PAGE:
We acknowledge the Gadigal of the Eora Nation, the traditional custodians of the Country on which the Art Gallery of NSW stands.

🛈 In line with NSW Health advice, the Art Gallery is temporarily closed to the public. Stay updated on our social media.

Title

Fashion illustration (Patricia Tuckwell in black fish tail dress)

1953

Artist

Athol Shmith

Australia

19 Aug 1914 – 21 Oct 1990

  • Details

    Other Title
    Bambi Tuckwell, Fashion Illustration
    Date
    1953
    Media category
    Photograph
    Materials used
    gelatin silver photograph, vintage
    Dimensions
    49.7 x 39.3 cm image; 50.1 x 39.7 cm sheet
    Signature & date

    Not signed. Not dated.

    Credit
    Purchased 1980
    Location
    Not on display
    Accession number
    99.1980
    Copyright

    Reproduction requests

    Artist information
    Athol Shmith

    Works in the collection

    11

    Share
  • About

    Athol Shmith enjoyed a 40-year career as Melbourne’s premier portrait and fashion photographer. In 1932, two of his portraits were published in the Melbourne society journal ‘Table Talk’, leading to work photographing society weddings, celebrities and socialites. Shmith’s career as a fashion photographer was an extension of his portrait work. There were very few professional models in Australia at the time, so he persuaded his wealthy clientele to pose in their latest fashions. Influenced by Horst, Hoyningen-Huene and Beaton, Shmith was renowned for his mastery of light and skilful retouching, which rendered complexions and figures flawless. His work was seen in ‘Table Talk’ and ‘The Home’, and in catalogues for Melbourne’s most prestigious fashion importers.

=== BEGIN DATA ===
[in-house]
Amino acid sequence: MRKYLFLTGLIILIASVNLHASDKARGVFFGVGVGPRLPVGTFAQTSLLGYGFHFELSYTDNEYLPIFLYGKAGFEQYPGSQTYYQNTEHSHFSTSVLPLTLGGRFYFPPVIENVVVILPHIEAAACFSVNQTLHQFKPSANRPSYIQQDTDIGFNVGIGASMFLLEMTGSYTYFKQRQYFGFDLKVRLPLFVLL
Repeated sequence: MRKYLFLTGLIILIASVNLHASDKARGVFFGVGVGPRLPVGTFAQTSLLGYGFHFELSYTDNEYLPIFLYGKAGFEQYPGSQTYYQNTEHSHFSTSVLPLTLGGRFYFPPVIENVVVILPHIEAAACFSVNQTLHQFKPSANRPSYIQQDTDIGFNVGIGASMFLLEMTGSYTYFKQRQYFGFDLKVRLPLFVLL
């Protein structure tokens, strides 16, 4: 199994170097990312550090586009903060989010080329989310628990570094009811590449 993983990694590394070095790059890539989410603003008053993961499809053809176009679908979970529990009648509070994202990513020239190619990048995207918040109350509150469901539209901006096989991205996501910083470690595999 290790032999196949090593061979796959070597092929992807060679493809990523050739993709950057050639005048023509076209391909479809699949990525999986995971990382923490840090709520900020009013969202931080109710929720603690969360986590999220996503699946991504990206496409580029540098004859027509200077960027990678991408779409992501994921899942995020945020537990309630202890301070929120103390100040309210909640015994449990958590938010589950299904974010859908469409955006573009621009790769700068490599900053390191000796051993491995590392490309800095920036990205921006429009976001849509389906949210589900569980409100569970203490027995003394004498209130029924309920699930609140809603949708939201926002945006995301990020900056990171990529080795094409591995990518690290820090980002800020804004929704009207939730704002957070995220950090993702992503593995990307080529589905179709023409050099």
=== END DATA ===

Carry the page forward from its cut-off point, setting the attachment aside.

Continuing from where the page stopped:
Shmith introduced Dior’s ‘New Look’ to the Australian public in 1948 when he photographed a parade of leading French models in Paris couture for the Melbourne Myer department store. By the 1950s, when Shmith took this striking image of Patricia Tuckwell, modelling had become a desirable career. Tuckwell poses between two contemporary paintings, suggesting the up-to-the-minute modishness of her look. The organic forms and abstract shapes of the artworks are echoed in the exaggerated lines of her black fishtail dress and wasp waist. While most of his work in the 1930s and 1940s had been studio based, Shmith, like many other international photographers, began photographing on locations such as this in the 1950s. His work, even into the 1960s, always retained its polished elegance and sophistication, whether shot in art galleries, on the street or in ruined buildings. Late in his life Shmith said: ‘I love daylight best of all, it’s got a painterly character, but is not a contrived source. Today, light is too easy, you can buy it all, every photographer has the same equipment and all the photographs end up looking the same.’ 1

    1. Shmith A 1989, 'Sun Herald' magazine, Melbourne, 15 Oct p 26

    © Art Gallery of New South Wales Photography Collection Handbook, 2007

  • Exhibition history

    Shown in 5 exhibitions

  • Bibliography

    Referenced in 8 publications

Other works by Athol Shmith

See all 11 works